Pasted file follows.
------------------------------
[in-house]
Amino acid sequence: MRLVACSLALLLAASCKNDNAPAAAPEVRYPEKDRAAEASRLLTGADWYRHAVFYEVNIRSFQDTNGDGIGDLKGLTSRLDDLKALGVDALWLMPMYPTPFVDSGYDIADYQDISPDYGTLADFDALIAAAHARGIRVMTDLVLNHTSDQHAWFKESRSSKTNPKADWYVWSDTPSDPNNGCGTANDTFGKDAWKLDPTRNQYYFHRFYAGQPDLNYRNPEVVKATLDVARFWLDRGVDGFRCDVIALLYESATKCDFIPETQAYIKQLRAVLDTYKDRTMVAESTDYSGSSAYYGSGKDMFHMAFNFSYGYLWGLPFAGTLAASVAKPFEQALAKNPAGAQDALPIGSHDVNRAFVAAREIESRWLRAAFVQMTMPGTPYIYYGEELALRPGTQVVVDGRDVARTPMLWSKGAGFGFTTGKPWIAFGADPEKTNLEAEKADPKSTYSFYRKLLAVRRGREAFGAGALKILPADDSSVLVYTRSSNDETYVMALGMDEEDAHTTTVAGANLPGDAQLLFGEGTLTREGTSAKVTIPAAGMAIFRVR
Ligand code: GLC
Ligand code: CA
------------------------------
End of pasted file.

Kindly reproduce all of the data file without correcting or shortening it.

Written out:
[in-house]
Amino acid sequence: MRLVACSLALLLAASCKNDNAPAAAPEVRYPEKDRAAEASRLLTGADWYRHAVFYEVNIRSFQDTNGDGIGDLKGLTSRLDDLKALGVDALWLMPMYPTPFVDSGYDIADYQDISPDYGTLADFDALIAAAHARGIRVMTDLVLNHTSDQHAWFKESRSSKTNPKADWYVWSDTPSDPNNGCGTANDTFGKDAWKLDPTRNQYYFHRFYAGQPDLNYRNPEVVKATLDVARFWLDRGVDGFRCDVIALLYESATKCDFIPETQAYIKQLRAVLDTYKDRTMVAESTDYSGSSAYYGSGKDMFHMAFNFSYGYLWGLPFAGTLAASVAKPFEQALAKNPAGAQDALPIGSHDVNRAFVAAREIESRWLRAAFVQMTMPGTPYIYYGEELALRPGTQVVVDGRDVARTPMLWSKGAGFGFTTGKPWIAFGADPEKTNLEAEKADPKSTYSFYRKLLAVRRGREAFGAGALKILPADDSSVLVYTRSSNDETYVMALGMDEEDAHTTTVAGANLPGDAQLLFGEGTLTREGTSAKVTIPAAGMAIFRVR
Ligand code: GLC
Ligand code: CA